U.S. Sens. Tom Udall and Martin Heinrich deserve a round of applause for introducing legislation to add segments of the Gila and San Francisco rivers to the nation’s Wild and Scenic Rivers System. The language of the bill provides permanent protection for just under 450 miles of these rivers in southwestern New Mexico, ensuring they will remain in their free-flowing conditions for generations to come.
As a native New Mexican, I know how much these rivers mean to the people of this state. Silver City and other nearby communities have long relied on access to the Gila River to maintain a traditional way of life. Look to evidence of Mogollon settlements here dating to 9500 B.C., or the history of the Fort Sill Apache’s relationship to the river, which persists to this day, and it’s clear the Gila River has always been an integral part of the communities that call the region home. A Wild and Scenic designation guarantees that the identified segments will remain as they are today, allowing the adjacent communities to continue their traditional uses of the rivers.
Love for the Gila and San Francisco rivers stretches beyond Grant County, however. Providing opportunities for solace and outdoor recreation, these rivers attract visitors from Albuquerque and across New Mexico every year. Kayakers, anglers, campers, hikers and more cherish these waters, and these visitors provide a steady flow of income for small businesses in the area. Data from the recently formed New Mexico Outdoor Recreation Division reveal that outdoor recreation generates $1.2 billion for the state’s economy annually. Businesses in Silver City ranging from Morning Star Sports, a local outfitter, to Javalina Coffee House have adamantly signaled their support for Wild and Scenic designations because they know outdoor enthusiasts help keep their doors open.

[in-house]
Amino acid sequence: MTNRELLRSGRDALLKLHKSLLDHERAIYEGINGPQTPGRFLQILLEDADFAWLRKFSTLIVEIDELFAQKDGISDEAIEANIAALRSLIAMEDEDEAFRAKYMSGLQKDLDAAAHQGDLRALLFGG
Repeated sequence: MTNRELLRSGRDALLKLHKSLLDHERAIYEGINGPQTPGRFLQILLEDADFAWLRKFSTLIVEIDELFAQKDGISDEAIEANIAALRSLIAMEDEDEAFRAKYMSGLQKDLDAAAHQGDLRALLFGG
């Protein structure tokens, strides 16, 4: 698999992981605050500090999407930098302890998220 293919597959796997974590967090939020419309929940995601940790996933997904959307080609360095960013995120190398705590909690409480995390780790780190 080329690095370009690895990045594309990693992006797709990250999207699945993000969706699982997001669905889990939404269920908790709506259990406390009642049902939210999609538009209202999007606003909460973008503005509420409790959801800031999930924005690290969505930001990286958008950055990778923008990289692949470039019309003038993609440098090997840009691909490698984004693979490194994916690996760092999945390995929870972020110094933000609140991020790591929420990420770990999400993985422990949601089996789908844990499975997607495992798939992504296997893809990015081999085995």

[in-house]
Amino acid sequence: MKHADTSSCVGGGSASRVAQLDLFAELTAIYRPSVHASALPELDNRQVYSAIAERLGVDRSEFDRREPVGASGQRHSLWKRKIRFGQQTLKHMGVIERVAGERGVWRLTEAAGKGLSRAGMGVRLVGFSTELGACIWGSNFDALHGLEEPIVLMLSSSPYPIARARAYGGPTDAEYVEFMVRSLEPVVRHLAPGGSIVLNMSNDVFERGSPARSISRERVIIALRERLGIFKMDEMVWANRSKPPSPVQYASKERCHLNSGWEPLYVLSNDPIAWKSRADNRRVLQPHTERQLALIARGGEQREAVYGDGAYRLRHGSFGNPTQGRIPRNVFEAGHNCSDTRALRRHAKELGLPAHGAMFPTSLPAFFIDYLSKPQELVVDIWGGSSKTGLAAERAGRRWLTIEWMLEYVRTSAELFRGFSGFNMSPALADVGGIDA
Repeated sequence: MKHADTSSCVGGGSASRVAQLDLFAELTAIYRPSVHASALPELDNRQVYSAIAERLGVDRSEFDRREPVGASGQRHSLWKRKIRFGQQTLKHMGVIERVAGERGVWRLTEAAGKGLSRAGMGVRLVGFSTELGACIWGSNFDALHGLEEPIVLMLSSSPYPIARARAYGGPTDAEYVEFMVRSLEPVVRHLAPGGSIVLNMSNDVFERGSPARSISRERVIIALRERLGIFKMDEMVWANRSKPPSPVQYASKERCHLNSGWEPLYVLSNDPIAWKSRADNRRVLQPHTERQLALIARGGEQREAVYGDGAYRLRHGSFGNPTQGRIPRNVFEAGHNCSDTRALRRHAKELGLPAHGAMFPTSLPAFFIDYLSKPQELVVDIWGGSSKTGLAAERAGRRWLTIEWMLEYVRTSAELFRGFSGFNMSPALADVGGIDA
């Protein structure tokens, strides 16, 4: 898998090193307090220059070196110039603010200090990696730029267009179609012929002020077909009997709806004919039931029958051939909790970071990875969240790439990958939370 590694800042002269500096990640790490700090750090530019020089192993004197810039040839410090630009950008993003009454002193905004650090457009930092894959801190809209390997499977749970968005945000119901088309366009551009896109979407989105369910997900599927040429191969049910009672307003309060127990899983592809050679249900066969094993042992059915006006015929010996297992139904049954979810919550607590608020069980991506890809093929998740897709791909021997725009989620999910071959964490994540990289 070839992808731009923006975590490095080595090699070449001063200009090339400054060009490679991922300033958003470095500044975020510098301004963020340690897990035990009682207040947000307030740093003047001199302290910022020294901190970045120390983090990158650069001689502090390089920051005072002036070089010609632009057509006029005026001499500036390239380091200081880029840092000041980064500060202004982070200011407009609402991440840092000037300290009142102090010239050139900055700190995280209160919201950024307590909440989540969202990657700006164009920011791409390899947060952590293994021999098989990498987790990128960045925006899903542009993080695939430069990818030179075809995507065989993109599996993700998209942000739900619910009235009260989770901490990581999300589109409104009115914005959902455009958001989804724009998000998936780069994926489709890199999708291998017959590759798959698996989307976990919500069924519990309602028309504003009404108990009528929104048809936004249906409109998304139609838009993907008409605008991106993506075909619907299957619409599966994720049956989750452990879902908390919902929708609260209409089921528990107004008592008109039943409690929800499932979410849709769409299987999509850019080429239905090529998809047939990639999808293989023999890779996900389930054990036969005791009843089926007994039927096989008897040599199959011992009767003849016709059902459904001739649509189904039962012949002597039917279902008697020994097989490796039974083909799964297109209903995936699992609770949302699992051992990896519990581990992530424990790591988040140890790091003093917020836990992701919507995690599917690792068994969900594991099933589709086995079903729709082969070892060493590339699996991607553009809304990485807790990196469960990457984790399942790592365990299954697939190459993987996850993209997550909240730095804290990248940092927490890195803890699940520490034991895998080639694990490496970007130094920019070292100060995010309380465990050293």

In addition to the two small businesses mentioned above, more than 150 Grant County businesses are supportive of this legislation, as are tribes, faith leaders, civic organizations, local governments, sportsmen and women, and countless others. Sens. Udall and Heinrich did what good elected leaders do: They listened to their constituents and used the powers of their offices to meet their needs.
During my time as mayor of Albuquerque, I placed an emphasis on the production of clean energy and its conservation because I know New Mexico’s natural beauty is our calling card. Leaders must be environmentally conscious and push initiatives that sustain our landscapes for the sake of future generations of New Mexicans. Protecting the Gila and San Francisco rivers as Wild and Scenic is a great way to do just that, preserving critical ecosystems in one of the most beautiful sections of the state.
The introduction of the Wild and Scenic legislation comes at a critical time, as New Mexicans are longing to get outside after all the stress and disruption caused by the current global pandemic. I urge all New Mexicans to listen to the advice of public health experts and Gov. Michelle Lujan Grisham and stay home as much as possible for now. Mask up! However, when it is finally safe to move about the state freely again, I hope all residents of this great state will get a chance to enjoy the wild Gila and San Francisco rivers.
Martin Chavez is a board member with the national nonprofit conservation group, American Rivers.